The judicial interpretation of the Associated Gas Re-injection Act (Nigeria) with regard to the legality of tax deductions, which are based on the payment of gas flaring fees or penalties, illustrates some of the inconsistencies between the legality of tax action under the literal terms of the statute and the purpose of the statute to achieve a desired ethical environmental conduct. This article will examine the context and cases of gas flaring fees and their interpretation for tax purposes, and will highlight the potential role of judicial interpretation which could take into account contextual factors, through purposive interpretation. The fees for flaring gas and its assessment for tax liabilities are an exemplar of potential contradictions that present a challenge for legal interpretation and (ir)responsible action. The use of relevant interpretation approaches may help deal with issues that arise from contradictory overlaps–even if these approaches may themselves be subject to dispute. The paper suggests a purposive two-step test that takes into account the specific purposes of the legislation and the general context of gas flaring and corporate responsibilities.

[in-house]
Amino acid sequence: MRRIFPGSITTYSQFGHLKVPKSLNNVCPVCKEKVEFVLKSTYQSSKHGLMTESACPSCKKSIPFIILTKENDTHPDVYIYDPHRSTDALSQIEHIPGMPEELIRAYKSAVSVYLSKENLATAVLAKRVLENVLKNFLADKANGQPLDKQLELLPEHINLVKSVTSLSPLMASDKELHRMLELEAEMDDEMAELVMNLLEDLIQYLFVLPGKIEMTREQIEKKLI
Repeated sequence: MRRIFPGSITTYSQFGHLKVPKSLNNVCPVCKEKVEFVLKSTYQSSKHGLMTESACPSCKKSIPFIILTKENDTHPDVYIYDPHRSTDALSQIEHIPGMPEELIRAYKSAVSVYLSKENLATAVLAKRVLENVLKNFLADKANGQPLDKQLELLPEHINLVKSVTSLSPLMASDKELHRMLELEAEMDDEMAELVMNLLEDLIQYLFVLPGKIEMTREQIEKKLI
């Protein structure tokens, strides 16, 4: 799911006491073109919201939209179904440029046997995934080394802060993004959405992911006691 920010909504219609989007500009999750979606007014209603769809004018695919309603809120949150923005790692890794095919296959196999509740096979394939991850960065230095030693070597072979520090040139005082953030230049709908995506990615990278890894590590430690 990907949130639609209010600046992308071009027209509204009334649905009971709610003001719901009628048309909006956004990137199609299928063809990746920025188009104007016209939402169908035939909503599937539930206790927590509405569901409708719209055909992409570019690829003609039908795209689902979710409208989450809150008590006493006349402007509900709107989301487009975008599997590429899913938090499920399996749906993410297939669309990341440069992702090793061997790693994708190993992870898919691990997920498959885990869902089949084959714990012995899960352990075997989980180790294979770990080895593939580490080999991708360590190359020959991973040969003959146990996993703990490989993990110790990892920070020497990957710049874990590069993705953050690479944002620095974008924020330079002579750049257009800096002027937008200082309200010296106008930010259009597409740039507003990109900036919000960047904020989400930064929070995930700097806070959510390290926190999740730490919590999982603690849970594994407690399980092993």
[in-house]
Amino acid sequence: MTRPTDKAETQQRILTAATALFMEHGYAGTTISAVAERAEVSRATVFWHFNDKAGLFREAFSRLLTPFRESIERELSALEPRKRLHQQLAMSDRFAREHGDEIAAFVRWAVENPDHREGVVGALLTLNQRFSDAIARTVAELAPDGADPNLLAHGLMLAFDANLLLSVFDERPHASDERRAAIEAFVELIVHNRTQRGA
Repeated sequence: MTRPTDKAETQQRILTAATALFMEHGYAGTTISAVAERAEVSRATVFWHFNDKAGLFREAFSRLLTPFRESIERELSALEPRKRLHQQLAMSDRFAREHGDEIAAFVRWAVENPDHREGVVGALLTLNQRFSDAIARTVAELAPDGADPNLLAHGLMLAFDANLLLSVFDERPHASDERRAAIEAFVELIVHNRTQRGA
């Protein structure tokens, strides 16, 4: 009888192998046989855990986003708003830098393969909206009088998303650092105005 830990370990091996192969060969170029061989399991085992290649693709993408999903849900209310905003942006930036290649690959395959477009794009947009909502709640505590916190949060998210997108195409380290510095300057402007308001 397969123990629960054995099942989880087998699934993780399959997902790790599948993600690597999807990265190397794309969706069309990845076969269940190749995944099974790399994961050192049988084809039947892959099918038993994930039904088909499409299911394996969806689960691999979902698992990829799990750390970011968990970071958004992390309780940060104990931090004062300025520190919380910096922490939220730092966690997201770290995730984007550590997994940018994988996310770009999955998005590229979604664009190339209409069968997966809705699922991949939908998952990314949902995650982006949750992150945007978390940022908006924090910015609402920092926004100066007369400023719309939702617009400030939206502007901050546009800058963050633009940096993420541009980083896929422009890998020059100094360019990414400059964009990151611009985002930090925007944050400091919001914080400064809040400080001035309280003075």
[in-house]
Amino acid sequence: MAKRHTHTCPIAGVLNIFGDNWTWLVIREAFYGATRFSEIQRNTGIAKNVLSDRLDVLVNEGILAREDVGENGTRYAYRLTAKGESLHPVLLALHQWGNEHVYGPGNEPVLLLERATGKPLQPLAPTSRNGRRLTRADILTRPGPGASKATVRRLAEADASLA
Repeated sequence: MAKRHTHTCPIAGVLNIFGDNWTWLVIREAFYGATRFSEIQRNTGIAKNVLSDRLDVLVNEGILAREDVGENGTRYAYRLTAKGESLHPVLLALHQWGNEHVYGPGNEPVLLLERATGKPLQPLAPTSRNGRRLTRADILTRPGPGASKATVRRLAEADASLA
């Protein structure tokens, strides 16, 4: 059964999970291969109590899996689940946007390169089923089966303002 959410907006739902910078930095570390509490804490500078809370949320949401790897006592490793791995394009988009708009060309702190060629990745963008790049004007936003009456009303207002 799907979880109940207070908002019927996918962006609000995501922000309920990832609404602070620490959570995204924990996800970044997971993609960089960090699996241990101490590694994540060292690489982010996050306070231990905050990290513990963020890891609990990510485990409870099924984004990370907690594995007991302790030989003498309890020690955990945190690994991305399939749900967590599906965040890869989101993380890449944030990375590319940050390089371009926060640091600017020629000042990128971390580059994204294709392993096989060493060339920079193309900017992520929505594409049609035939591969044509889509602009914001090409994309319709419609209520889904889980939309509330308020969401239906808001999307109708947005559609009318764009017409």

- corporate social responsibility
- gas flaring fees
- natural gas
- purposive interpretation
- tax deductions
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- Brighton Business School - Principal Lecturer
- Law, Society and Justice Research and Enterprise Group